School and continued ski school operations at Stevens Pass for
Skiing personalities associated with the area were:
Irrepressible George Savage, the early Mt. Pilchuck ski school
director who ran the Mt. Baker ski school and then rental shop for
many years following.
Steve Richter, ski instructor, ski school director and ultimately
area operator with his close associate Joel Burke, two of the fine
skiers coming from this small ski area. Steve was on the Northwest
Demo Team and an 8th Interski Team member.
Franz Gabi, the Austrian silver medallist in the downhill during the
1948 Olympics (and a veteran of the German Eastern Front) who teamed
up to run the area for the 1970-71 season with Dick Moberg, a Tenth
Mountain Division veteran of the WWII Italian mountain campaign.
Don Christianson, area manager during 1966, who ran the Crystal
Mountain operations for many years thereafter.
The dedicated Mt. Pilchuck Ski Patrol was led from 1956 to 1980 by
Jim Steak, Bob Orr, Pete Morton, Manny Chaus, Del Poindexter, Jerry
Hautamaki, Everett Thompson, Reuben Gonzales, Louis Payne, John
Goldthorpe and finally Timothy Bemdt. Their first aid facility
located next to the main lodge was a center of the area's skiing
community. Pilchuck also produced a Ski Patrol that was feared at
every patrol competition. No team, including Crystal Mountain, was
more favored in the toboggan competition. Pilchuck was always the
team to beat.
Kirk Baker and Dale Potvin moved from Pilchuck to the Aspen Ski
School, with Kirk continuing today as one of the top instructors on
Ajax and a member of Aspen's team in World Synchronized Skiing
Bob LeBarron moved from ski instructor to several years on the
circuit as equipment tech for Hank Kashiwa, US, Olympic and Pro
What I liked about Pilchuck's skiing:
With the area closed, people won't understand the challenge involved
in skiing Mount Pilchuck's main chair. The forested areas and
clearings on both sides of the chair were effectively off limits
because of the upper chair cliffline. The cliffline was only milder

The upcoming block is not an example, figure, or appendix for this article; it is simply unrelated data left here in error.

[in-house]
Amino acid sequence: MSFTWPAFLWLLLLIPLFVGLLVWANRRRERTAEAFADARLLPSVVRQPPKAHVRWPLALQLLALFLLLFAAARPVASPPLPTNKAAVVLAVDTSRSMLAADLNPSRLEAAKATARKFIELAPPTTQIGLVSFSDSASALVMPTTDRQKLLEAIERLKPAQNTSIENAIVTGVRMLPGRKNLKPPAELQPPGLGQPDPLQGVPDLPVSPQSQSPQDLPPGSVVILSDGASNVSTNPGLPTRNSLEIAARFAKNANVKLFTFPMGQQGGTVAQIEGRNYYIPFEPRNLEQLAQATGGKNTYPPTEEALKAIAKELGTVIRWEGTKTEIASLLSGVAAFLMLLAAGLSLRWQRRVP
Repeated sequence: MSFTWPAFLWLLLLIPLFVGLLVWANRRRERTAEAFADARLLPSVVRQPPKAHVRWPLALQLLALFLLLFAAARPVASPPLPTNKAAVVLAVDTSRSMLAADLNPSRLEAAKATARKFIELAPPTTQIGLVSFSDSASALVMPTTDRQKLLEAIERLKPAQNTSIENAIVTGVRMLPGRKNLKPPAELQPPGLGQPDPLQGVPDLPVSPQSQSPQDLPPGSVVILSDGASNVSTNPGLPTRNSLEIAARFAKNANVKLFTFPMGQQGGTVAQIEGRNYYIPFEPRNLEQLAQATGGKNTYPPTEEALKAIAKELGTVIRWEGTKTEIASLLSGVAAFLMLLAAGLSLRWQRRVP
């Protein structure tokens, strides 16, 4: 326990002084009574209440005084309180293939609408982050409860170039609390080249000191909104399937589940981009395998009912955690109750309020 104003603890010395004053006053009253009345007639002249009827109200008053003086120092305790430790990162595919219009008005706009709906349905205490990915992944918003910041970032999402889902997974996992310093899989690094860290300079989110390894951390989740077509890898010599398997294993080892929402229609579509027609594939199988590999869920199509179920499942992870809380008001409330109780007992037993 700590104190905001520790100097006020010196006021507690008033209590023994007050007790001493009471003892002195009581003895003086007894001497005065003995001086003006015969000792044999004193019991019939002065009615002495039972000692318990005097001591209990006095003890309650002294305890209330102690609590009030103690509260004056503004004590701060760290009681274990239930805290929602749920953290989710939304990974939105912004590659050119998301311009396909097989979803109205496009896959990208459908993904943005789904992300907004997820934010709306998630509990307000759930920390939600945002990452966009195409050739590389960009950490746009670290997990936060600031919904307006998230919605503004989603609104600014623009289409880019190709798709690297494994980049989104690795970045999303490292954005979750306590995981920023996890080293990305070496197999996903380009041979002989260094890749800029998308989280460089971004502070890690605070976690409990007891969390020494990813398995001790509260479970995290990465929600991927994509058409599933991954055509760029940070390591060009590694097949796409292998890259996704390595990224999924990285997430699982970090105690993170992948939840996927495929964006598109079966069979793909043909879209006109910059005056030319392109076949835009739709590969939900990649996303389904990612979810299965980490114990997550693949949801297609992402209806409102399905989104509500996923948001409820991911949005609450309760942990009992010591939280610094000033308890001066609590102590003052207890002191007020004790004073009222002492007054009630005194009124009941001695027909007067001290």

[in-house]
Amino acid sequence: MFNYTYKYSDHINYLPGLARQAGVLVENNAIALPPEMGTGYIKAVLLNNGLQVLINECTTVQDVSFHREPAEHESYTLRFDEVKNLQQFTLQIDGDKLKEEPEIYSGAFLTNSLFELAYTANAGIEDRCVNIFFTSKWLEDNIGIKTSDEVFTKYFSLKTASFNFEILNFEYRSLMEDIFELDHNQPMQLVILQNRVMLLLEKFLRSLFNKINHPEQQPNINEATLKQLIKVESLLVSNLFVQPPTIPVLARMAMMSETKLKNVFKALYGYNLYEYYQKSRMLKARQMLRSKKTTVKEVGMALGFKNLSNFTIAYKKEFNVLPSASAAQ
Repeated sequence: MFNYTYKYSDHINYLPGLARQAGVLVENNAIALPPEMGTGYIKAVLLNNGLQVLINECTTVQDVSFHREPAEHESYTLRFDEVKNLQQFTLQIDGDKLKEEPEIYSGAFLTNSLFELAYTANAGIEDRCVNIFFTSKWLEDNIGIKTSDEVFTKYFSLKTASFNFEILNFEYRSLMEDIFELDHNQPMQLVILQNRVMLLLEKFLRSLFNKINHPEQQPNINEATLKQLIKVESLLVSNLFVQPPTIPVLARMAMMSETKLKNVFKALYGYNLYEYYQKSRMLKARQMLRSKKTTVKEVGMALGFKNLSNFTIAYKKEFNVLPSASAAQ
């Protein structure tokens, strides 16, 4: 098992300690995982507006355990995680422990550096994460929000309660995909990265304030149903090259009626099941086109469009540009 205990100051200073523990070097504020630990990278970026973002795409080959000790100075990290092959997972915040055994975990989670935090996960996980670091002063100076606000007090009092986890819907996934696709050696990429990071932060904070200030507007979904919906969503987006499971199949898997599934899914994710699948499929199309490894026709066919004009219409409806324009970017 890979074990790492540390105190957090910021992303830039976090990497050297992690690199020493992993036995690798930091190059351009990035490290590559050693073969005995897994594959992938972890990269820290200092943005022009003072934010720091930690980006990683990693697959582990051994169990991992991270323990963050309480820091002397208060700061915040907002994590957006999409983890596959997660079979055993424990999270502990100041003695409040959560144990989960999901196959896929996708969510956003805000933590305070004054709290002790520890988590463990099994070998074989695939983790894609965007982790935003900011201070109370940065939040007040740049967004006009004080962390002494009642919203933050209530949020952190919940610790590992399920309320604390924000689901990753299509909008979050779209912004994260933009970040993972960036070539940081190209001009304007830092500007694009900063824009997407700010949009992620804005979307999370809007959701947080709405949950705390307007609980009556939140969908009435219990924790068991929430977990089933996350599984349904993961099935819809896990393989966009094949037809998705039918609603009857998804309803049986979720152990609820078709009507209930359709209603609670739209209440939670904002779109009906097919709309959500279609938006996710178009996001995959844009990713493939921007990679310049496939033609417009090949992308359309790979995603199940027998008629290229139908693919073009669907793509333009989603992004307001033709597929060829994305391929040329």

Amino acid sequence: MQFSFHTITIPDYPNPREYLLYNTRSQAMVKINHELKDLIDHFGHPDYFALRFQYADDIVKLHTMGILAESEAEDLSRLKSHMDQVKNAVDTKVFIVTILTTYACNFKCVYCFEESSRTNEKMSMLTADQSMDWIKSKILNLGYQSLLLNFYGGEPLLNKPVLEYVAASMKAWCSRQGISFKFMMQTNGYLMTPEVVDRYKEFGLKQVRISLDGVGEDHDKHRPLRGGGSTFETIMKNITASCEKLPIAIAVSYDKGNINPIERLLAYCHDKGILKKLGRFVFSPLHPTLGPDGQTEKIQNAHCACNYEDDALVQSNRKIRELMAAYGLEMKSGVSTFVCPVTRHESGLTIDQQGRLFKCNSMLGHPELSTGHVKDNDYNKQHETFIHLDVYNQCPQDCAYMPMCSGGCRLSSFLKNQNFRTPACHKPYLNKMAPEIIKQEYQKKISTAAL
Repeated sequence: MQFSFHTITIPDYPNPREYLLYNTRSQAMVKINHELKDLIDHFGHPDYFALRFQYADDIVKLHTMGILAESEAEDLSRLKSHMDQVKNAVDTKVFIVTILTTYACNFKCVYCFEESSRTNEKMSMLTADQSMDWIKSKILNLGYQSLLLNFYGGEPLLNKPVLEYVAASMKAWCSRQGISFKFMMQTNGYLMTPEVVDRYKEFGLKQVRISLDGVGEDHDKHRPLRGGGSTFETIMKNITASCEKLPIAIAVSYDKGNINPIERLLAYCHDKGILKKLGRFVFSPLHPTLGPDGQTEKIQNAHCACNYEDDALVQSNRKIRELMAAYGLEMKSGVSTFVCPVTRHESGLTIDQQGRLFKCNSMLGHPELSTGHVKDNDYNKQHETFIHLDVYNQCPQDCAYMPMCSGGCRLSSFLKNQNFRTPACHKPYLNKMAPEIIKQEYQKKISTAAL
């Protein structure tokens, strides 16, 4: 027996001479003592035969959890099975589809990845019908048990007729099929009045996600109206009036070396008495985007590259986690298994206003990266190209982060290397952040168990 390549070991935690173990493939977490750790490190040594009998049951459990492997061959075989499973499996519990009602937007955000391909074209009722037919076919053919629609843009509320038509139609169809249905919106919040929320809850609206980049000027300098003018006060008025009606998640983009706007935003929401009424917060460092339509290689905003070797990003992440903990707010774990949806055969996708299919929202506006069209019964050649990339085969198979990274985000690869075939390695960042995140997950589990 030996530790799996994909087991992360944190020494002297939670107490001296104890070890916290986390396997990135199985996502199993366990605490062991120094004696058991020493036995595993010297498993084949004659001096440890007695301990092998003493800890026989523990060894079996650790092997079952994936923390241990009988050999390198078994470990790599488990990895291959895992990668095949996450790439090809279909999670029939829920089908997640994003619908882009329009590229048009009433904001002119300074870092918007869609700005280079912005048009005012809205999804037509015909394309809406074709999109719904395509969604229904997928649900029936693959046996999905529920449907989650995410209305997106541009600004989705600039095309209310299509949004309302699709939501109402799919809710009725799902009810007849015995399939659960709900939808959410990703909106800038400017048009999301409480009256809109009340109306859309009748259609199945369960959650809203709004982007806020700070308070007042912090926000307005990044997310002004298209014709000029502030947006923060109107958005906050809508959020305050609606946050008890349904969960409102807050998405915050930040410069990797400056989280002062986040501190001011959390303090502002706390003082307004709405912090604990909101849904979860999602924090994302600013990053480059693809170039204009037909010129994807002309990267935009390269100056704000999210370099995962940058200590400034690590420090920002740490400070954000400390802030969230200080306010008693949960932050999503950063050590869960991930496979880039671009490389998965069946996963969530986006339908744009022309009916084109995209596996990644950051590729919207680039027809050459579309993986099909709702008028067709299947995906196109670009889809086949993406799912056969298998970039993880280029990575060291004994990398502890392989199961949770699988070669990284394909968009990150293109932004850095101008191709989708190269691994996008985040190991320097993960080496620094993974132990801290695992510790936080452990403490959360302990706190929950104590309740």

at The Funnel, where skiers could generally negotiate the terrain,
with that section of the run followed by a short gentler section
before The Headwall cliffline and a major cross-slope ravine
separating the top half from the lower half of the chair. The lower
section of the main chair posed interesting problems, as the
sharply-ravined slope was webbed by creek drainages. The awesome wet
snowfalls, unpacked steep grades and frequent rains provided
often-difficult snow surfaces. With no choice of named runs on the
main chair which was free of trees in a wide swath under the
chairline, the area appears simple from a map but varied
considerably from side to side
When skiing fast, the rolling terrain, rough structure and
constantly changing fall line presented complex challenges. I went
directly from Mt. Pilchuck to a season at Aspen which included
winning Dick Barrymore's Hot Dog Contest (1972) over the moguls of
the Ridge of Bell, Ajax Mountain. I then returned to an
end-of-season mountain relay race at Mt. Pilchuck and didn't insist
on taking the tough section of the relay, preferring a middle leg on
the lower half of the top lift. On the top half it was tough to be
fast because there were no simple fast lines.
I also had some fun days with Rich Hjort skiing the cliffline on
both sides of The Funnel, where you were never sure whether you were
going to be skiing a steep run or finding a large cliff. This wasn't
far off the run but it was definitely not in a ski area.